Tokyo story

Gosh, it has been a long time between drinks. I can only offer a pretty useless excuse for my radio silence: a stunned-mullet, despondent contemplation of my navel as recent events have seemed to defy political gravity and logic. Did Britain really vote to leave the EU? Is Donald Trump truly the Republican presidential nominee? Is Jeremy Corbyn actually leader of the Labour Party?

If you had had an accumulator bet on all three of these scenarios as recently as eighteen months ago, you would surely have enjoyed quite a juicy payout on a relatively modest stake. When reality is this crazy, who needs satire?

Well, I have an opportunity to take a closer look at two of the above three phenomena, because I am back in Blighty – land of my birth – for a prolonged stay of three months. The main purpose is to spend quality time with family who are not getting younger or, sadly, healthier: the price one has to pay for deciding to live as remotely as is possible from ‘home’.

Of course, it gives me ample opportunity to test the water of Brexit Britain. Is there a vibe of confidence, despair, trepidation or all three? What on earth is going on in a country where both main parties seem determined to row as furiously as possible away from the centre ground: one back to a 1950s utopia of grammar schools and protectionism, the other to a more 1970s-stylee world of closed shops and nuclear disarmament.

Anyway, en route to Airstrip One, we decided to break up the horror of long haul flying with a delightful five day stopover in Tokyo. I couldn’t recommend this city more.

It is as clean, efficient and modern as one would expect from the Japanese, and yet there are hidden, twisting alleys away from the gigantic malls and Blade Runner-esque neon signage serving homely, delicious yakitori street food. There are other contradictions: the preponderance of space age toilets with electronic seat warmers and built in bidets jars with a puzzlingly old school cash-reliant economy – frustrating for the traveller hoping to rely on his trusty Visa.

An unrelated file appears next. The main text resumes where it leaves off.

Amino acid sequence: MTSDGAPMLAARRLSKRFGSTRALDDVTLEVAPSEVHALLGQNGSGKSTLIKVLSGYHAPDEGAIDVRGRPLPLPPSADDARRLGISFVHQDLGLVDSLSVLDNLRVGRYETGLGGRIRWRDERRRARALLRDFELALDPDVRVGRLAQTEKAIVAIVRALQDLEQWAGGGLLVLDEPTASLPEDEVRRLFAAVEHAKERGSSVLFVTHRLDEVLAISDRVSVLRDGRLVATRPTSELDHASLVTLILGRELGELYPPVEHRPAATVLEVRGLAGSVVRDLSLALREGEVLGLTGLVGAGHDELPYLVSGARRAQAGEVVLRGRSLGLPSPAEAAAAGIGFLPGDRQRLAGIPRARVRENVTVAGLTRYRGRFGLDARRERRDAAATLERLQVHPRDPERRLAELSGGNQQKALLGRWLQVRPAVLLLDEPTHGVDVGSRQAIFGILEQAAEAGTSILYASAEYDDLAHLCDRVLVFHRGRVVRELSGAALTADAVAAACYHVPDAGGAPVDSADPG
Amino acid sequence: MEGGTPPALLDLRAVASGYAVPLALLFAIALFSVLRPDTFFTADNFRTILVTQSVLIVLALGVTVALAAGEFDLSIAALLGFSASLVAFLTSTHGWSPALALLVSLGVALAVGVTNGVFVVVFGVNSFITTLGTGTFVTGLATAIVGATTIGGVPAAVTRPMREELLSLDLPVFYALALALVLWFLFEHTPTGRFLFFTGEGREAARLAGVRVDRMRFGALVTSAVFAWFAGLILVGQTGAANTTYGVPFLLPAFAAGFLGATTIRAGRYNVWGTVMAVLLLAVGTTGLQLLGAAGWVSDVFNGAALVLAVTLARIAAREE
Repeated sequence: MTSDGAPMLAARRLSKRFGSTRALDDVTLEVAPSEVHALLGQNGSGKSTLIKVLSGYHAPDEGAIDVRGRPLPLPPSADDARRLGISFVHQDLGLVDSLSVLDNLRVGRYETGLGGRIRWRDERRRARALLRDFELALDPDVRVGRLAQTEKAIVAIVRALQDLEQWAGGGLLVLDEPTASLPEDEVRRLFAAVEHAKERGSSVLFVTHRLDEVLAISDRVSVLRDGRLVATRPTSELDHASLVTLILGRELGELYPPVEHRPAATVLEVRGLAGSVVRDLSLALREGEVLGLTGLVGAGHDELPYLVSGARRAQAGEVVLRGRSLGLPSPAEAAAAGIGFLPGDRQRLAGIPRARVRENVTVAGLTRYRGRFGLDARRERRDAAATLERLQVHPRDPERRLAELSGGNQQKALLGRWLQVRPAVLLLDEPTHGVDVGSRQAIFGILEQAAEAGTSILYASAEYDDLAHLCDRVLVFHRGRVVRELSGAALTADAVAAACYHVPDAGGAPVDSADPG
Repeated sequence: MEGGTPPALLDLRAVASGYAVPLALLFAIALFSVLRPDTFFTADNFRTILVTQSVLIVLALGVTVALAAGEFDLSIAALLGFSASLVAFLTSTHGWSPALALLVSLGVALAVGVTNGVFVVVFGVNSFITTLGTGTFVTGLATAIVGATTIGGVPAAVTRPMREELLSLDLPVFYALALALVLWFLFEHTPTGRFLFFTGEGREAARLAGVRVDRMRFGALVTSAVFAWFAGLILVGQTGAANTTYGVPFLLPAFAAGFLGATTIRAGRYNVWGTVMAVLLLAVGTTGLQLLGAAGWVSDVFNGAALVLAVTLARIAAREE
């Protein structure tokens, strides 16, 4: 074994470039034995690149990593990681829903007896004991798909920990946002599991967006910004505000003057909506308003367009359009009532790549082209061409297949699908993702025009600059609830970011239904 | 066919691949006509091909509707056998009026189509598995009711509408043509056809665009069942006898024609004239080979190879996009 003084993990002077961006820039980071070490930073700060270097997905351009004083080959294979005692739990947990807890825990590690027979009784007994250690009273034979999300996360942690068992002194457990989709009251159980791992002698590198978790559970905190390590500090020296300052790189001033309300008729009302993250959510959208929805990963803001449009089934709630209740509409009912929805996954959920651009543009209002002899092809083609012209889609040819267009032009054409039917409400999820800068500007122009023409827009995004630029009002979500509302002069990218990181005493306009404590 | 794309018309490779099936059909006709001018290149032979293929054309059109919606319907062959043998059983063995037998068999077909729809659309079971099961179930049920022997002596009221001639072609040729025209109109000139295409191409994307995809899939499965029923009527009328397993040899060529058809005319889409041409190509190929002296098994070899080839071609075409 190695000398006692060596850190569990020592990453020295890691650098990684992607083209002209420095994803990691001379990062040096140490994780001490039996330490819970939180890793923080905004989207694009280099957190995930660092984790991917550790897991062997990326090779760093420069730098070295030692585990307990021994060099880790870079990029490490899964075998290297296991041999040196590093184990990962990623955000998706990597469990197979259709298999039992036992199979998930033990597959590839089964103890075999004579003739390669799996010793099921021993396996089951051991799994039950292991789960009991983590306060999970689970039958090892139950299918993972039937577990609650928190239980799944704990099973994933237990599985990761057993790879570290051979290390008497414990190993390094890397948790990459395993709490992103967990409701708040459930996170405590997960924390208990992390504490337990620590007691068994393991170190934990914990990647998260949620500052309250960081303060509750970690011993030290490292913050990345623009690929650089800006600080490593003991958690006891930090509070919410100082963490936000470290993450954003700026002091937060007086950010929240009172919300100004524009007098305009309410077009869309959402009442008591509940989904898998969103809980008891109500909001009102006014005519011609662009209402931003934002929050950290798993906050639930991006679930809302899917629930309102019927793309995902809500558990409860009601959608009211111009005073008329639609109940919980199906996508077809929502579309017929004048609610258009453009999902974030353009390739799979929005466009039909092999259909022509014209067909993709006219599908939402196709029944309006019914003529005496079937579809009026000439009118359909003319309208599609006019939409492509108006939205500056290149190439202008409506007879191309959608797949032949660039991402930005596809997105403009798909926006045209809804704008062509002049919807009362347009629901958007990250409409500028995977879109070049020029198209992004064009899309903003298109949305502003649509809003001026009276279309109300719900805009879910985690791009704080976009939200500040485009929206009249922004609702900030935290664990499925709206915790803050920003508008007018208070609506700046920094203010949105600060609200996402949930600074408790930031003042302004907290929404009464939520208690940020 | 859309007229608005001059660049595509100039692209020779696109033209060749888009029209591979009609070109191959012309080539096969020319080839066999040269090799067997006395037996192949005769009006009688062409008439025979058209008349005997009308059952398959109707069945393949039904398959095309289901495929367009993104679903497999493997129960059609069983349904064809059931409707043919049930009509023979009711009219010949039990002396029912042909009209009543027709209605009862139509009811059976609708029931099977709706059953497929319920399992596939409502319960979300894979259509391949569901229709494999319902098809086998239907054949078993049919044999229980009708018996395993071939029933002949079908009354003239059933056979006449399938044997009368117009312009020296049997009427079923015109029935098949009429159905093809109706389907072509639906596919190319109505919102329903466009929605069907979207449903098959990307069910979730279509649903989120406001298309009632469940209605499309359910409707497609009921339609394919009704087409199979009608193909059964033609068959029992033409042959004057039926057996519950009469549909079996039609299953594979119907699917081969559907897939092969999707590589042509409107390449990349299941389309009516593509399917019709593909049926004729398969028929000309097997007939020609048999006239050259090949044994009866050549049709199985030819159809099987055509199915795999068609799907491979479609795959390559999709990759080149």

Vending machines…which sell beer. What great people!

The lack of English among many locals, even in hospitality, is a minor hindrance but a reminder of Japan’s splendid isolation, although it is compensated for by a uniquely attentive politeness. And for all the business-like efficiency that permeates this megalopolis, there is an endearing charm and sense of fun. The Studio Ghibli Museum, a shrine to the beautiful anime of Hayao Miyazaki, is worth fighting tooth and nail to get tickets for (it is absurdly difficult to source them online, so mahoosive thanks must go to the concierge of the Tokyo Station Hotel for procuring them – simply one of the best hotels I have ever had the fortune to stay in).

Even Tokyo Disneyland and DisneySea exceeded my somewhat cynical expectations, with astonishing parades and firework displays to complement the absurdly popular rides. Word to the wise: you need to spend time working out how best to utilise the slightly Byzantine fastpass system in advance. You always need a plan in Tokyo.

But the highlight, without question, was the Onsen Oedo Monogatari in Odaiba. The Japanese onsen is so much more than a thermal springs spa, as their more humble New Zealand counterparts tend to be described. It is a whole complex offering much more than just natural hot springs: within the walls are sushi restaurants, sake bars, kids activities and a range of massage options. Indeed, the best way to describe an onsen is to say it is the very antithesis of a gym, with absolutely nobody doing any exercise, and long may that continue. Every aspect is geared towards different ways of relaxing. Even the quiet room was a sort of gym parody, with an array of TVs for patrons to watch, but only electric massage chairs to sit in instead of those wretched cross-trainers.

Warm, bubbly tranquillity.

Think on, people. When a culture as workaholic as the Japanese invests so much time in the pleasures of studied relaxation, perhaps we need to reconsider the wisdom of dealing with a long day at the office by pounding a treadmill into submission. Even the insistence on nudity and gender-segregated bathing areas was liberating, once I had put aside my Western awkwardness.

Five days barely scratched the surface of Tokyo, let alone the delights of the rest of Japan, but we will return. Next up: Skipton, North Yorkshire: “Gateway to the Dales”. Sheesh…



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